The Senate voted 82-15 on Tuesday to end debate on a motion to proceed to a comprehensive immigration reform bill.
Senators are expected to vote in an hour to proceed to the bill, which will launch a weeks-long floor debate on immigration reform.
Three of the four Republican members of the Gang of Eight — Sens. Marco Rubio (R-Fla.), Lindsey Graham (R-S.C.) and Jeff Flake (R-Ariz.) — were joined by more than 20 other GOP senators in voting to advance the debate. Sen. John McCain (R-Ariz.) supports the measure, but missed the vote. That strong support is expected to dwindle if certain amendments aren't agreed to.
McConnell and Sens. John Cornyn (Texas), Kelly Ayotte (N.H.), Deb Fischer (Neb.), Rob Portman (Ohio), John Thune (S.D.), Orrin Hatch (Utah), Jeff Chiesa (N.J.), Roger Wicker (Miss.), Thad Cochran (Miss.), Pat Toomey (Pa.), Lamar Alexander (Tenn.), John Hoeven (N.D.), Richard Burr (N.C.), Rand Paul (Ky.), Susan Collins (Maine), Jerry Moran (Kan.), Roy Blunt (Mo.), Dan Coats (Ind.), Dean Heller (Nev.), Ron Johnson (Wis.), Bob Corker (Tenn.), Mike Johanns (Neb.), Johnny Isakson (Ga.) and Saxby Chambliss (Ga.) were the Republicans who voted to advance the bill.
The bipartisan group of eight senators, known as the Gang of Eight, introduced S. 744, which would create a pathway to citizenship for illegal immigrants already in the country, toughen border security, create a guest worker program and boost high-skilled immigration.
“There are 11 million reasons to pass common-sense immigration reform that mends our broken system — 11 million stories of heartbreak and suffering that should motivate Congress to act,” Senate Majority Leader Harry Reid (D-Nev.) said Tuesday. “The bipartisan proposal before the Senate takes important steps to strengthen border security. It also makes crucial improvements to our broken legal immigration system.”
Democrats have praised part of the bill that would grant citizenship to young people, known as Dreamers, who were brought to the country by their parents without legal documentation.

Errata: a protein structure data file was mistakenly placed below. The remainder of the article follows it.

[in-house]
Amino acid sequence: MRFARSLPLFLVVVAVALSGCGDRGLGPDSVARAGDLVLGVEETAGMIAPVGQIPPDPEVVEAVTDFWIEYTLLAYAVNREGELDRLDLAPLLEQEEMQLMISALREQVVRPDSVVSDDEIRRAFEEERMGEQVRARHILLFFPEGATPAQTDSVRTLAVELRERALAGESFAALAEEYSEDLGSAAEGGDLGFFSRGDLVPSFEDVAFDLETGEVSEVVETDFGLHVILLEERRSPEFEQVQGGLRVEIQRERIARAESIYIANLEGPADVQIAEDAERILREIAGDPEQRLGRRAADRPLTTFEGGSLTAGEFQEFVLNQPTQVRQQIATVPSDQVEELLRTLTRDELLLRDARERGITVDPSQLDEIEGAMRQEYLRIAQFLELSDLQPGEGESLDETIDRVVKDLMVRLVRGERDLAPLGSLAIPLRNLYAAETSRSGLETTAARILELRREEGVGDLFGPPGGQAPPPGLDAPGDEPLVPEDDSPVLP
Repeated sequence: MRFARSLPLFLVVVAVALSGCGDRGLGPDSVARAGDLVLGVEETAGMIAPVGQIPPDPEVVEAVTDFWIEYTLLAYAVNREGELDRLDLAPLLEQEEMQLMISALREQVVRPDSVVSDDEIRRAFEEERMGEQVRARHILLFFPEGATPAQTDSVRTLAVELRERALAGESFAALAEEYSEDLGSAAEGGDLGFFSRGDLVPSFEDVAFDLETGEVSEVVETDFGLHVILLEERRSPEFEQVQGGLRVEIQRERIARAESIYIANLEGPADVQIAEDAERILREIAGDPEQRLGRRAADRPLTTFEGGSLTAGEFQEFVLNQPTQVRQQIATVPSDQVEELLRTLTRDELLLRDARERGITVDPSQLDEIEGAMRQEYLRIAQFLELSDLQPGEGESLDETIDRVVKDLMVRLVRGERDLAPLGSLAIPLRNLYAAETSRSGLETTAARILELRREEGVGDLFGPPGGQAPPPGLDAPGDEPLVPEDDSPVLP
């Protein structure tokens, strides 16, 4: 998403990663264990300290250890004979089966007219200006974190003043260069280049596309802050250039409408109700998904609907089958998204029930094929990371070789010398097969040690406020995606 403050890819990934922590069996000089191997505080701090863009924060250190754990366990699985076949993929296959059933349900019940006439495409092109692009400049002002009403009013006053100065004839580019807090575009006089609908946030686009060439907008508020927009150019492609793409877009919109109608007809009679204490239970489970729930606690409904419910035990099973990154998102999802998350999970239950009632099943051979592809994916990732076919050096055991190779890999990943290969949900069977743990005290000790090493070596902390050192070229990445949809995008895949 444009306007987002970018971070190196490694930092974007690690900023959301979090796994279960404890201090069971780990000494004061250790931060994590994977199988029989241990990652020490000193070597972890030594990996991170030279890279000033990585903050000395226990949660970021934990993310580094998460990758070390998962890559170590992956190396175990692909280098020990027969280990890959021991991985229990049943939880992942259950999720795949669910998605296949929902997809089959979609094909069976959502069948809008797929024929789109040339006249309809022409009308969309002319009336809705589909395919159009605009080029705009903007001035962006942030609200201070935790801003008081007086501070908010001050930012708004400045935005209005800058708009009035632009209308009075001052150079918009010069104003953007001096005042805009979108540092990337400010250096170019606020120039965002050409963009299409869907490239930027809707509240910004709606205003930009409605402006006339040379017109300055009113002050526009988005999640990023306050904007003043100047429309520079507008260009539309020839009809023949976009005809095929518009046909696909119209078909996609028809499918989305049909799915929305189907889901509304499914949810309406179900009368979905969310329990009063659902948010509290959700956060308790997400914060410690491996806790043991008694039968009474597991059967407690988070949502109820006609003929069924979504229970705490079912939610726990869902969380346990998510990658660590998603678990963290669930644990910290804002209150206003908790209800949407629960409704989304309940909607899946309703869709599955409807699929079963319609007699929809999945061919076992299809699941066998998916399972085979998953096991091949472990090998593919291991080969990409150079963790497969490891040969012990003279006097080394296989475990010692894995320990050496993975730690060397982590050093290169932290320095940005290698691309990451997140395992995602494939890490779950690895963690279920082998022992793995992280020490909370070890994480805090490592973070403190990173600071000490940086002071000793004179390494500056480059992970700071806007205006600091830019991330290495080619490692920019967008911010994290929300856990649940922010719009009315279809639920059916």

But some Republicans have complained that the legislation would provide amnesty over 10 years for the nearly 11 million residents in the country illegally before strengthening border enforcement.
The bill makes permanent legal residence contingent on the Department of Homeland Security (DHS) having 100 percent situational awareness at every segment of the southern border and a 90 percent apprehension rate. But some GOP senators have suggested that the bill gives DHS too much say over whether the border is secure, leaving Congress powerless to stop the amnesty program if security measures aren’t met.
Sens. Jeff Sessions (R-Ala.), John Cornyn (R-Texas) and Chuck Grassley (R-Iowa) have said the bill is similar to the last immigration reform measure in 1986 because it “legalizes first and enforces later.”
“In other words the federal government has always said the right things to the American people, but it has never lived up to its promises,” Cornyn said Tuesday. “This is doable, but we need a leverage to compel the bureaucracy and Congress to get the result the American people want.”
Sessions added that because of the way the legislation is written, he believes Gang of Eight members aren’t really serious about border security.
Sens. Dick Durbin (D-Ill.) and Marco Rubio (R-Fla.) argued that wasn’t true, pointing out that the bill authorizes more funding for border security and fencing.
“I know it’s hard to do, but I refuse to accept the idea that the most power country in the world — the country that put a man on the moon — is incapable of securing our border,” Rubio said.
Democratic Sens. Charles Schumer (D-N.Y.), Durbin, Robert Menendez (D-N.J.) and Michael Bennet (D-Colo.) are also part of the Gang of Eight.
This story was updated at 3:28 p.m.